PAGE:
10. 10. Common Law vs. Statutory water rights: • Common law riparian water rights: many states in the Northeast, Midwest and South – You own your water, and you can use water on your land, and beneath, as you chose, provided you do not negatively impact public health, welfare, and safety. – Rainwater may/may not be yours. • Statutory water rights: states in the West and Southwest– Water is owned by the state (or federal government in some cases), and is yours to use after receipt of state or federal permit. – Rainwater may/or may not be yours.
    11. 11. Use of Surface/Subsurface Water for Irrigation: • If your state has common law riparian water rights: – Very few, if any, restrictions for irrigation. • If your state is has statutory water rights: – Farmgate distribution: controlled by state/federal permit. – Landscape irrigation: controlled by state law, such as AB 1881 in California. • Restrictions due to drought: – Challenging aspect of water law and policy. – The IA is heavily involved in this issue. – More to come later in the presentation …
    12. 12. Use of Municipal Water for Irrigation: • Governed by backflow process, paid for by end user: – Backflow device installation, repair and testing – governed by state/local permitting, licensing, and certification. • Governed by irrigation contractor licensing, in certain states. • Restrictions due to drought (we‟ll discuss later in the presentation).
    13. 13. Where do we have licensing?
    14. 14. The Great Divides in American Water Law and Policy Water Quantity / Water Quality Land Use/ Water Resources Surface / Subsurface East / West Water Systems / Ecosystems Federal / State Adapted from Adler and Straube, 25 Wm. & Mary Envtl. & Pol‟y Rev. 1 (2000)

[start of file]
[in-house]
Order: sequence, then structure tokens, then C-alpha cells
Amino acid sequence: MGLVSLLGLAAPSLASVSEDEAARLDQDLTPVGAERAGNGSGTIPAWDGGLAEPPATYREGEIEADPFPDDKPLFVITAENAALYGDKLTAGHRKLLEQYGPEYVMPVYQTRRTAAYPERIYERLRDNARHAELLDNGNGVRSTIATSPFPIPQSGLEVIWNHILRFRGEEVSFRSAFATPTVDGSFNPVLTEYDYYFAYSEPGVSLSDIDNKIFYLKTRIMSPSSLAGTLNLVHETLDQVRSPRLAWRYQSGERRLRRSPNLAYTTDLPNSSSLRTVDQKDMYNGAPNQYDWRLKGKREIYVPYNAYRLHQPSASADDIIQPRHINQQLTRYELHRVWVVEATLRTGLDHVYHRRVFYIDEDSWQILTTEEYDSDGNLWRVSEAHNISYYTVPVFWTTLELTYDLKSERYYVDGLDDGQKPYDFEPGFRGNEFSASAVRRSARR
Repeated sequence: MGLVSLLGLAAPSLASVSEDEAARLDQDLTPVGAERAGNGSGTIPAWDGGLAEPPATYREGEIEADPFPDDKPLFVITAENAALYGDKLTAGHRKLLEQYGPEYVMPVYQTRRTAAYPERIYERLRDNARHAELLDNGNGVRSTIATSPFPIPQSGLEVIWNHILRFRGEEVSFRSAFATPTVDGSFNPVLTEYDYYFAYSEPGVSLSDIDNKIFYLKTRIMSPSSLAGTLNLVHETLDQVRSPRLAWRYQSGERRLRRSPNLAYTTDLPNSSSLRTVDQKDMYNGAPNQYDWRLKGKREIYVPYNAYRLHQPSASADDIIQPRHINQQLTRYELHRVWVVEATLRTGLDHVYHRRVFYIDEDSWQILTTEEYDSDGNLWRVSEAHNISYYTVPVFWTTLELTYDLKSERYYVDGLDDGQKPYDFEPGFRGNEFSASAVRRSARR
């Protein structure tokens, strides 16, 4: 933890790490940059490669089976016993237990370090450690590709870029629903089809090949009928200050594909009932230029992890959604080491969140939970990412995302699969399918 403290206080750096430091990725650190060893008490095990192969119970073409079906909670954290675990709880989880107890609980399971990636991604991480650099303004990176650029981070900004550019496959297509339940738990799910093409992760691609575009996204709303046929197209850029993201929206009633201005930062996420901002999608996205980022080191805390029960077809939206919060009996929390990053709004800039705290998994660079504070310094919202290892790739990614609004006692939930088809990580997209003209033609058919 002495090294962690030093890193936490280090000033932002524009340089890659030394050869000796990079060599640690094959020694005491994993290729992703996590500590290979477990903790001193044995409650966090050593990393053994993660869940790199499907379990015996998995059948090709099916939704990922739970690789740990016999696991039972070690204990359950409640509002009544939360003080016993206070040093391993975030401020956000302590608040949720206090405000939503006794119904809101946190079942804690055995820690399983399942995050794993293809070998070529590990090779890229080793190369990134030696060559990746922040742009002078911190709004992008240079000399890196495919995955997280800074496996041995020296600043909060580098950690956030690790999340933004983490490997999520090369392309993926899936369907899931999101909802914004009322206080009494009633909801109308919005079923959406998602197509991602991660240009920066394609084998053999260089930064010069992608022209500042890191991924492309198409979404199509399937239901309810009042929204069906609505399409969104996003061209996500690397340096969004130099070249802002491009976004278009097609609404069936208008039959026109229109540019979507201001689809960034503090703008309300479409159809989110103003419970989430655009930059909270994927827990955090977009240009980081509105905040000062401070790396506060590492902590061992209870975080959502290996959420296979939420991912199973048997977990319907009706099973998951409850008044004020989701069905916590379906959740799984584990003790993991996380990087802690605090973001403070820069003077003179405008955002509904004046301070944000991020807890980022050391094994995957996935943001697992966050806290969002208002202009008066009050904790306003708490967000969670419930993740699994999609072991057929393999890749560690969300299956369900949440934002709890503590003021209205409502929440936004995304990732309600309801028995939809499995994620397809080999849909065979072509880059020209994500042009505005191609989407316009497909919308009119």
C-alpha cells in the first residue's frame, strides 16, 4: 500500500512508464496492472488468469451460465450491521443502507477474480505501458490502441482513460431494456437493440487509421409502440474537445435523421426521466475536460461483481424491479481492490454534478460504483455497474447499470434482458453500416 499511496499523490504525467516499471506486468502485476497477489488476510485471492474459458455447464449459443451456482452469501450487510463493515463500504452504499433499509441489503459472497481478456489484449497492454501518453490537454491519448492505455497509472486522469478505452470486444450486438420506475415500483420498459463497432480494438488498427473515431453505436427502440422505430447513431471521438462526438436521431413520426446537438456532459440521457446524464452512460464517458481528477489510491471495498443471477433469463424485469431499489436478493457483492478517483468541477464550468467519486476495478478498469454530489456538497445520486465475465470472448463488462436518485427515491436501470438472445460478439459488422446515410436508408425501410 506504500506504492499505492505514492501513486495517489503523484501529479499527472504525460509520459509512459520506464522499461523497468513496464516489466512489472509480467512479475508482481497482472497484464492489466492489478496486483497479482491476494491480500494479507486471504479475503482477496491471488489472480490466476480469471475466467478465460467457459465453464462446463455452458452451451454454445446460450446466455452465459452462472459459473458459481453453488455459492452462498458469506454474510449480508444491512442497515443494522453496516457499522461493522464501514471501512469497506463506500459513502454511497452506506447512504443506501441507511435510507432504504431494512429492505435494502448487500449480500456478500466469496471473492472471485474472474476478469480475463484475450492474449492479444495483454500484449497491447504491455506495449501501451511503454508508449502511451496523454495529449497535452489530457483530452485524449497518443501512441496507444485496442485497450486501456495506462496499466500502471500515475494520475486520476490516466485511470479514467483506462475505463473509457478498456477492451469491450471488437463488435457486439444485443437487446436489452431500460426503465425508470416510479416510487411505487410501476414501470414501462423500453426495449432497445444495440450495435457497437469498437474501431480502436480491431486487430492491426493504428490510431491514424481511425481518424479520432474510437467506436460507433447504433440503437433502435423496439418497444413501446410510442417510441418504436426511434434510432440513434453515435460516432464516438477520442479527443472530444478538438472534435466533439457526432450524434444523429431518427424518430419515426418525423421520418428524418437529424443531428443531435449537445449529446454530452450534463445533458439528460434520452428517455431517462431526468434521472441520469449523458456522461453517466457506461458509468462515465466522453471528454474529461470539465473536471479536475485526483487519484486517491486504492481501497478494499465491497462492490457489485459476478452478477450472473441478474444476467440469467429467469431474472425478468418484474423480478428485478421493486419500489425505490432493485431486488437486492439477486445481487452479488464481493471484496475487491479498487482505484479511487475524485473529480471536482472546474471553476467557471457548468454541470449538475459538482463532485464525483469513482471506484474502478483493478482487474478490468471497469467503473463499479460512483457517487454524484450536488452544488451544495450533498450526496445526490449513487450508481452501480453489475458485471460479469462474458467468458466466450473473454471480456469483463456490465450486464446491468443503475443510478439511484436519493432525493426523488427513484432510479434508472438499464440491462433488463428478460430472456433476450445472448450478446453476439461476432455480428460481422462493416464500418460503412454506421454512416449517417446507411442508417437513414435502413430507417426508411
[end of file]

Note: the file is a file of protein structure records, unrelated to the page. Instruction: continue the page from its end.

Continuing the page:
15. 15. Surface and Subsurface • Surface Water: Rivers, lakes, streams, ponds, wetlands. • Subsurface Water: Groundwater (water table), aquifers, deposits (mines, caves, shafts)
    16. 16. Federal Water Legislation • CWA (1972): The Clean Water Act brought the federal government into the surface water regulation business, and has driven state policy ever since. • Since 1972, two thirds of all states have placed some legal constraint on the authority of state and local government officials to adopt aquatic resource protections beyond “waters of the U.S.” – Stringency limitations – Property-based limitations – Combinations of the two • Half the states have some provisions that extend protections beyond “waters of the U.S.” – Some pre-date stringency limitations and may not be retro-active – Limitations may only be partial
    17. 17. Other Water Legislation • SDWA – Safe Drinking Water Act (1974): Created national standards for drinking water in public water systems – regulates subsurface water. • ESA – Endangered Species Act (1973): Mandates restoration of species deemed endangered. Affects water policy tremendously, through surface and subsurface regulation, to restore aquatic species, particularly fish (salmon, smelt) through environmental and bio engineering, and water dispersal controls. • In our presentation today, we will focus on the CWA, as it has created the basis for state and federal water law and policy since 1972.